However the miner is facing an export duty of US$4.3 million and $129.8 million in penalties proposed by the Direction Générale des Douanes et Accises, Katanga said.
Katanga shares had hit a 52-week low last week of C36c after revealing in its financial results that the DRC was preventing its 75%-owned Kamoto Copper Company from any imports or exports, due to KCC's alleged failure to declare and pay duties on the export of at least 6,650 tons of copper in December 2014 and January 2015.
On Friday, Katanga said the DGDA's internal instruction, which had been issued on November 9, had been lifted and that imports and exports and production had resumed.
Katanga said it has previously disclosed an overstatement of copper cathode production of 6,650t in December 2014, provisionally invoiced at US$43 million.
The overstatement and provisional invoicing was eliminated from the restated financial statements for the 2015 and 2016 calendar years, Katanga said.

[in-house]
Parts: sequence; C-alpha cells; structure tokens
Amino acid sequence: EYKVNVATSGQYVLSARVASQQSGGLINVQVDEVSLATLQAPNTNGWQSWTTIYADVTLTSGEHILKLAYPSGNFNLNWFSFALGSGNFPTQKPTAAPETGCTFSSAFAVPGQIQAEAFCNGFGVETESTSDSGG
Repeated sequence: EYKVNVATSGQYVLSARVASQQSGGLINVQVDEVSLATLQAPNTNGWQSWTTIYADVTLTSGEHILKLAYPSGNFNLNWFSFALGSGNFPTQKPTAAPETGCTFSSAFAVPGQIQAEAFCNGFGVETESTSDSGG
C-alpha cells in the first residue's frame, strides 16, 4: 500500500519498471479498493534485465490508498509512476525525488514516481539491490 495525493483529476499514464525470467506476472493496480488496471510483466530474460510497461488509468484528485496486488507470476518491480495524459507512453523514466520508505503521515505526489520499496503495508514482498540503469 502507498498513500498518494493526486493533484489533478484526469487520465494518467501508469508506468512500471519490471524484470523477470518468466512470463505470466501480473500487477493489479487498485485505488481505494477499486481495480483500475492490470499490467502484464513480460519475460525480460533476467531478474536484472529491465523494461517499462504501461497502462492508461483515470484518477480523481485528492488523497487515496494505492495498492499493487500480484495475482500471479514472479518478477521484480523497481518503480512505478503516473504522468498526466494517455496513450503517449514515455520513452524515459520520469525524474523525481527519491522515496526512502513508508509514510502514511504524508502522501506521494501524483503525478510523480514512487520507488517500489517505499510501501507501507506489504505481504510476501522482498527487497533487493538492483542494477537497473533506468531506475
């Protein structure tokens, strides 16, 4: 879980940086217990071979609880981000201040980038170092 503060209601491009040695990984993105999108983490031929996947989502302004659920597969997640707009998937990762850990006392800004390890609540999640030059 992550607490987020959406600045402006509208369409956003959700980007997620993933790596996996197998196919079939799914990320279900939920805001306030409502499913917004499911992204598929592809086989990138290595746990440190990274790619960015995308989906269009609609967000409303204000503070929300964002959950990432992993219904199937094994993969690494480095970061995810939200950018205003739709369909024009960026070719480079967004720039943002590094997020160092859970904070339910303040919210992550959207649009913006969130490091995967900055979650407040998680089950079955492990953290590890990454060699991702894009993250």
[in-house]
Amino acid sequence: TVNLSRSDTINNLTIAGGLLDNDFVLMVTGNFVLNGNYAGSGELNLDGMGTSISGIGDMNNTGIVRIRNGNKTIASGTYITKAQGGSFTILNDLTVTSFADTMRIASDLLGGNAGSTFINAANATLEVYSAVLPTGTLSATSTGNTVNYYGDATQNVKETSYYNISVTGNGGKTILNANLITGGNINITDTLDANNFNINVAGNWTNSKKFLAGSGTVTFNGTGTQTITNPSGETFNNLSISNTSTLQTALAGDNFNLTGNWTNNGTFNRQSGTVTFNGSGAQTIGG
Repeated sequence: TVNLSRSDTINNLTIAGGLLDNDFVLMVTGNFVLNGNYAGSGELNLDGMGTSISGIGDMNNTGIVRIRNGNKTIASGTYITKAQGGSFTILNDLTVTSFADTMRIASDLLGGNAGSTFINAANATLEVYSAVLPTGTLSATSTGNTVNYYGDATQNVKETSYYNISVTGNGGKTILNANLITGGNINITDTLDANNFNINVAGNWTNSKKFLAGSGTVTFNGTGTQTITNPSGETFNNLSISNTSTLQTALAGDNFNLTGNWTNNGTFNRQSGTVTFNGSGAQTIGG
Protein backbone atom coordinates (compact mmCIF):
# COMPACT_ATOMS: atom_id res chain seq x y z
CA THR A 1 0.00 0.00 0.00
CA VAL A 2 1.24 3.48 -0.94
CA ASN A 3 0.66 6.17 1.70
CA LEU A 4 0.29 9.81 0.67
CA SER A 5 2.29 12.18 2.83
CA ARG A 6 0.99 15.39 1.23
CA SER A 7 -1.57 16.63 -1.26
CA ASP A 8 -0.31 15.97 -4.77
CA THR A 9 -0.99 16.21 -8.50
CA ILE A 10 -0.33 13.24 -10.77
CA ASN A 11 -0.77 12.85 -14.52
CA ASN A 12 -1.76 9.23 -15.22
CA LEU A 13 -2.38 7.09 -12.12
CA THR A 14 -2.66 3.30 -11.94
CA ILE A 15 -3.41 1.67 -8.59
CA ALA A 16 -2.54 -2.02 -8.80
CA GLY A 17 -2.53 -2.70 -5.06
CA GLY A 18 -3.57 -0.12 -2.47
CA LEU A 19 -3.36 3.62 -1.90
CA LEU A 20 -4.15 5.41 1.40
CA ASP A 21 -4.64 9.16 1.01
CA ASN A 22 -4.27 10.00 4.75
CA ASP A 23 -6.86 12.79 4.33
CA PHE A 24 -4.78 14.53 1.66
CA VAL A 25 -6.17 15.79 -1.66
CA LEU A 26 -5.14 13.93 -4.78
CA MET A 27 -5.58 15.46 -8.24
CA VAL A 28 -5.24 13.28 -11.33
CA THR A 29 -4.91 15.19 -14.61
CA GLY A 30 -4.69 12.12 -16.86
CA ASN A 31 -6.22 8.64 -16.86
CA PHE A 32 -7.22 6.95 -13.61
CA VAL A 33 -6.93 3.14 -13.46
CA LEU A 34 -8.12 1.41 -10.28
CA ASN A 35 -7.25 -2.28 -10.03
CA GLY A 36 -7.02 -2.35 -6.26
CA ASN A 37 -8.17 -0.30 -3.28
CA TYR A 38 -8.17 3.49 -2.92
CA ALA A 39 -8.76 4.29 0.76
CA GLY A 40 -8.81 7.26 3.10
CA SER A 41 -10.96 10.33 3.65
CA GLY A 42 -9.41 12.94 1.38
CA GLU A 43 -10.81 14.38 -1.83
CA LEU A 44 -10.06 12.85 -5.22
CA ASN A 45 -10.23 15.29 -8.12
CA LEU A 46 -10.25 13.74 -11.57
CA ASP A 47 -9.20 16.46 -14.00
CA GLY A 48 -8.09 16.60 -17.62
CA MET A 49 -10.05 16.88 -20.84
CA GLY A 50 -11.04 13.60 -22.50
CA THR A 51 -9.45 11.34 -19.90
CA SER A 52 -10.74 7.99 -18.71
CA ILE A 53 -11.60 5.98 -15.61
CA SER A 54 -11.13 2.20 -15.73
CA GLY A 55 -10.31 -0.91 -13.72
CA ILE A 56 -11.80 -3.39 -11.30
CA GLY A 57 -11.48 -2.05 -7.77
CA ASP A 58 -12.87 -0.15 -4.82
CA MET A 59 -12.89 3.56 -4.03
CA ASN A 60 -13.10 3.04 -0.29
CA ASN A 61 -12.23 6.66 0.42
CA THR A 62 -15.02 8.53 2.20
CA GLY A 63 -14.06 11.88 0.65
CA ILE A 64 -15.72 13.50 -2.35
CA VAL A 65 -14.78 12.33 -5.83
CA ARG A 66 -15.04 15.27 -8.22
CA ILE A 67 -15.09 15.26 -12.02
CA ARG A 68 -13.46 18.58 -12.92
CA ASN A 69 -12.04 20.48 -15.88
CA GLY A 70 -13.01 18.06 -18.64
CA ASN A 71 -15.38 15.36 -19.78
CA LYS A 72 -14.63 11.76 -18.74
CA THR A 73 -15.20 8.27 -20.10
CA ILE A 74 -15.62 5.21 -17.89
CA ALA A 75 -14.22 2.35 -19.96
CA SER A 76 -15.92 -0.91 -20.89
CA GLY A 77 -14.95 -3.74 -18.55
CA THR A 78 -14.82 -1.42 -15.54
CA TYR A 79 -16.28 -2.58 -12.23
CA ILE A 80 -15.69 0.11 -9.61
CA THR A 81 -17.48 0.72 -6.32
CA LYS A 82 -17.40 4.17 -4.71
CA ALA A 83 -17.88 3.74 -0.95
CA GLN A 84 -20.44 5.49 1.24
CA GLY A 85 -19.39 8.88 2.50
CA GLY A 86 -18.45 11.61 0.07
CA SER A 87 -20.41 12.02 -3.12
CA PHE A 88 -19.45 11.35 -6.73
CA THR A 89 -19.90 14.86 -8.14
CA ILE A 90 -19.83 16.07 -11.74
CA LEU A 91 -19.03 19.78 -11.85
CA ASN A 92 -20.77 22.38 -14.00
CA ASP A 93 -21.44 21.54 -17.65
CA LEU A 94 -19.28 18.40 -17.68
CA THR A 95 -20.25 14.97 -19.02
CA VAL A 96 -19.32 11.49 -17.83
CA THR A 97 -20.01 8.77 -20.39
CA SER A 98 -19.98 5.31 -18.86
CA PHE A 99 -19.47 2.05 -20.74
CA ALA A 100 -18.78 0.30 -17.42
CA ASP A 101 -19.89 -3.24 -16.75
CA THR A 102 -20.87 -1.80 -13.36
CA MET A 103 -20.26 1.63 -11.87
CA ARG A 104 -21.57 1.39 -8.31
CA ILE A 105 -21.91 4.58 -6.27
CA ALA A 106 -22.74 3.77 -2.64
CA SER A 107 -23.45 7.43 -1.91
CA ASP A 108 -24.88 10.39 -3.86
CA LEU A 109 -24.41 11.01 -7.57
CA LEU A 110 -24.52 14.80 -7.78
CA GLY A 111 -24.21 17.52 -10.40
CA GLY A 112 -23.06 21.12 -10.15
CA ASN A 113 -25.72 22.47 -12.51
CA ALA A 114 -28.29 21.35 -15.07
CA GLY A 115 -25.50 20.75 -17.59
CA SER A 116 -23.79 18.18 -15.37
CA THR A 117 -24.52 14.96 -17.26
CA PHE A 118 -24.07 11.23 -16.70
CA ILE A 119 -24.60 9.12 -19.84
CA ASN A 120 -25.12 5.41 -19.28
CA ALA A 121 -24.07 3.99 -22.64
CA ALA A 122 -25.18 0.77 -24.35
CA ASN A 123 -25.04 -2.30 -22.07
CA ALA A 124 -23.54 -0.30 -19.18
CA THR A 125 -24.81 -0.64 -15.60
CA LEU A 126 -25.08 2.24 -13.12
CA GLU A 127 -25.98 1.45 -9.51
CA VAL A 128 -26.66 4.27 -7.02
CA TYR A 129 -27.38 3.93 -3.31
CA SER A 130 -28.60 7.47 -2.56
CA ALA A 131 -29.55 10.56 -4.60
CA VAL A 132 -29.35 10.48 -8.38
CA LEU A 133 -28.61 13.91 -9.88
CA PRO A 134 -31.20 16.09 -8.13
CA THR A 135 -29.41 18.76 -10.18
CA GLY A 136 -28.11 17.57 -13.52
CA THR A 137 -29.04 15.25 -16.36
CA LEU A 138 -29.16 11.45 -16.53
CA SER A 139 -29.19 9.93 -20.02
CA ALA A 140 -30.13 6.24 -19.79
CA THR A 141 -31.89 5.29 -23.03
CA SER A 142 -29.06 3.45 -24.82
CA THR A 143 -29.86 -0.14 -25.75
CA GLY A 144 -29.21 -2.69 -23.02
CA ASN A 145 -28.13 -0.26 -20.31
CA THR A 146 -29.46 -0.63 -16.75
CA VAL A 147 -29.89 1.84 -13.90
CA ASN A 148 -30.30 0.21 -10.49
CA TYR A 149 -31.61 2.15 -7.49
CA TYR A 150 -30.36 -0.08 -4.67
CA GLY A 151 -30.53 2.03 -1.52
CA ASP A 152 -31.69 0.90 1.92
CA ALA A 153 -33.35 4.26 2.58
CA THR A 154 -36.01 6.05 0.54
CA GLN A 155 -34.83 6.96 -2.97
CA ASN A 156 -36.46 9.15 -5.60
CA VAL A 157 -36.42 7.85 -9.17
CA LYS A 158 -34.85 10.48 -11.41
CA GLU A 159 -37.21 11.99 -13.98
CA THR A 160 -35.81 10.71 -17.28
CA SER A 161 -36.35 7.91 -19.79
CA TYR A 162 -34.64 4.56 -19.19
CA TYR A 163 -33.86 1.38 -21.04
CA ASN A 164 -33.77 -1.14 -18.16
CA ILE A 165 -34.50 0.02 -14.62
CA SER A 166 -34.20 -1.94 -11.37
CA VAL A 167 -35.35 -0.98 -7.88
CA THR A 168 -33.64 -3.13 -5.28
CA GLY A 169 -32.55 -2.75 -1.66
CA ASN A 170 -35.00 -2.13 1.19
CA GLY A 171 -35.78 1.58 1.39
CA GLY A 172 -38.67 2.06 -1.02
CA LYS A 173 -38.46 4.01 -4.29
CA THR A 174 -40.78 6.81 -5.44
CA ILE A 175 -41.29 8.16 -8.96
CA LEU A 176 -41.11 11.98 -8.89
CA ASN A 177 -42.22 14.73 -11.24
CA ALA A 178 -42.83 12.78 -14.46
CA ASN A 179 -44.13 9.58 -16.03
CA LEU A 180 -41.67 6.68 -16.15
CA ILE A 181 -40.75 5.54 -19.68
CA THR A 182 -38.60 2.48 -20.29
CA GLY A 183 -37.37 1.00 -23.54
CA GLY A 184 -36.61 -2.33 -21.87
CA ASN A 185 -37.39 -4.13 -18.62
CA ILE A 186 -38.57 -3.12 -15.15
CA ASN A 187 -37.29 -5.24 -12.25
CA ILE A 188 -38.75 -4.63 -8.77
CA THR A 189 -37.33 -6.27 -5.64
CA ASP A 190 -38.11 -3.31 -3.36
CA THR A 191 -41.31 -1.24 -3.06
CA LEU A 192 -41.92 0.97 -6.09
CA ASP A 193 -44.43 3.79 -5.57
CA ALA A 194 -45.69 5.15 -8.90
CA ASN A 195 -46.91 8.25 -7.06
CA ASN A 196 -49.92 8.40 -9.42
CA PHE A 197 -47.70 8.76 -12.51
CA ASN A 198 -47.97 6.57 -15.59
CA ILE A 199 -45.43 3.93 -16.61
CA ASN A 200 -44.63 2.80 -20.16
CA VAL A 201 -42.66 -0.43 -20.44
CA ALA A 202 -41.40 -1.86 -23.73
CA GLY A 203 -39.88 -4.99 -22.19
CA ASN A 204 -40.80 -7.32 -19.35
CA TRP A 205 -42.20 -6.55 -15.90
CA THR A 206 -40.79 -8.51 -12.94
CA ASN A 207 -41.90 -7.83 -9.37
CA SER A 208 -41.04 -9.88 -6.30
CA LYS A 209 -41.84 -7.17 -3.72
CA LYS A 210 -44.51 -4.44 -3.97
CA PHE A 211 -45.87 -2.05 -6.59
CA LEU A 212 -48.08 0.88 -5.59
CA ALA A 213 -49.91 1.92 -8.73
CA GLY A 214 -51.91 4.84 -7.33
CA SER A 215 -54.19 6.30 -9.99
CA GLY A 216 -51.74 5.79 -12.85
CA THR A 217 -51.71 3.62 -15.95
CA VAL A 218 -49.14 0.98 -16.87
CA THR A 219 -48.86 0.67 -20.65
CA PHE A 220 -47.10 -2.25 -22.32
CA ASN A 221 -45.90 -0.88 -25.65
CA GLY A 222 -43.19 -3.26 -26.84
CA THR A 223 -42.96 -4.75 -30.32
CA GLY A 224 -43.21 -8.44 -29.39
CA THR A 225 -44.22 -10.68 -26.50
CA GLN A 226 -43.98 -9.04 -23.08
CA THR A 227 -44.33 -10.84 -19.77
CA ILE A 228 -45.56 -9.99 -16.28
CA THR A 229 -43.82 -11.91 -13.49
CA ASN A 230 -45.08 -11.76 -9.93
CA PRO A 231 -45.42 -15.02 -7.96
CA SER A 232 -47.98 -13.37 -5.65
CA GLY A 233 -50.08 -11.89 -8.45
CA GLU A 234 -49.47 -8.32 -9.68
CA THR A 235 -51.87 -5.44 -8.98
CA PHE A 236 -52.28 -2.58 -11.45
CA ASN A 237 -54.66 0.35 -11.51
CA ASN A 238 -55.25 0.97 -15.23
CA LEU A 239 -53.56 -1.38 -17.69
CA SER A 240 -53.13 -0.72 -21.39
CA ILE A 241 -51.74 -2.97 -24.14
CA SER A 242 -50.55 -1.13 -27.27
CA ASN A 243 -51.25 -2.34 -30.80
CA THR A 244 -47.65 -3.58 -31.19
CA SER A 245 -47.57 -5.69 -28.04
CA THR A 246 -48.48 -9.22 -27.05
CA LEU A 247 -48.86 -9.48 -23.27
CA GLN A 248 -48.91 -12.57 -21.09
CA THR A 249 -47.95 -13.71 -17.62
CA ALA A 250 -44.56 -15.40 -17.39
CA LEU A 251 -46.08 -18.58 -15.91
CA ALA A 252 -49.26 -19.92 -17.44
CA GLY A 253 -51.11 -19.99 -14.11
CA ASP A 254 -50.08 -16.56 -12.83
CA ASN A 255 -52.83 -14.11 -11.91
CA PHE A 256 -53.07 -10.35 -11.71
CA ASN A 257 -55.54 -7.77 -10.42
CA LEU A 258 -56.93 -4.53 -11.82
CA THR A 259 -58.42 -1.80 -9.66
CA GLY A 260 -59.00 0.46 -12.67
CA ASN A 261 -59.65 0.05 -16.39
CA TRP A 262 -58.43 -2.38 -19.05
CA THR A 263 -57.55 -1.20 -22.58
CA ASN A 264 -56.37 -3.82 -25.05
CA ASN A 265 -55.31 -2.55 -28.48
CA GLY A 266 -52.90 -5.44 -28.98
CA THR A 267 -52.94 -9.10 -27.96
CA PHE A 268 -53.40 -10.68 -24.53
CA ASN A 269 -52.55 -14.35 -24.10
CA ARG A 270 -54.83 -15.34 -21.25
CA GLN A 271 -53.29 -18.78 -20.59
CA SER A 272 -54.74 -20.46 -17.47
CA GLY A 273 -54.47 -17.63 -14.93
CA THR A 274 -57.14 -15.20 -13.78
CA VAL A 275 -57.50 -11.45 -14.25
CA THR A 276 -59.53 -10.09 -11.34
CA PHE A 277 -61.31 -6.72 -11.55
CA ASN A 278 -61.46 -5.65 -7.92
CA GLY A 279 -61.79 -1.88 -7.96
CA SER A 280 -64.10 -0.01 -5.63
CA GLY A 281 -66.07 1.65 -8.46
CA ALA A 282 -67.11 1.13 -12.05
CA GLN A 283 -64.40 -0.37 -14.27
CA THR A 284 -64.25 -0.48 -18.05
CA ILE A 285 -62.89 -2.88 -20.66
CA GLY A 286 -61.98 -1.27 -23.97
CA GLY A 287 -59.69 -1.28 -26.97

However it said the DGDA continued to claim it had failed to pay export duties on those copper lots and was proposing to levy export duties and penalties on KCC.
"The validity and quantum of the DGDA's proposed export duties and penalties remains in dispute," Katanga said.
"Given that the copper cathode production at issue did not exist and that the copper lots were not exported, KCC intends to continue vigorously contesting any export duties or penalties on the overstated (not produced and not sold) copper cathodes."
It has been a tough month so far in a challenging year for Katanga in the DRC.
Earlier this month, the miner announcing it would suspend Kamoto's cobalt export and sales and build a US$25 million ion exchange system after discovering "unacceptable" levels of uranium.
In June, it agreed to pay US$150 million to its joint venture partner Gécamines to settle a legal dispute over Kamoto's debt burden.
Katanga shares have tumbled since trading above C$2.60 at the start of this year.
They rose almost 22% on Friday to close at 56c, capitalising it close to $1.07 billion.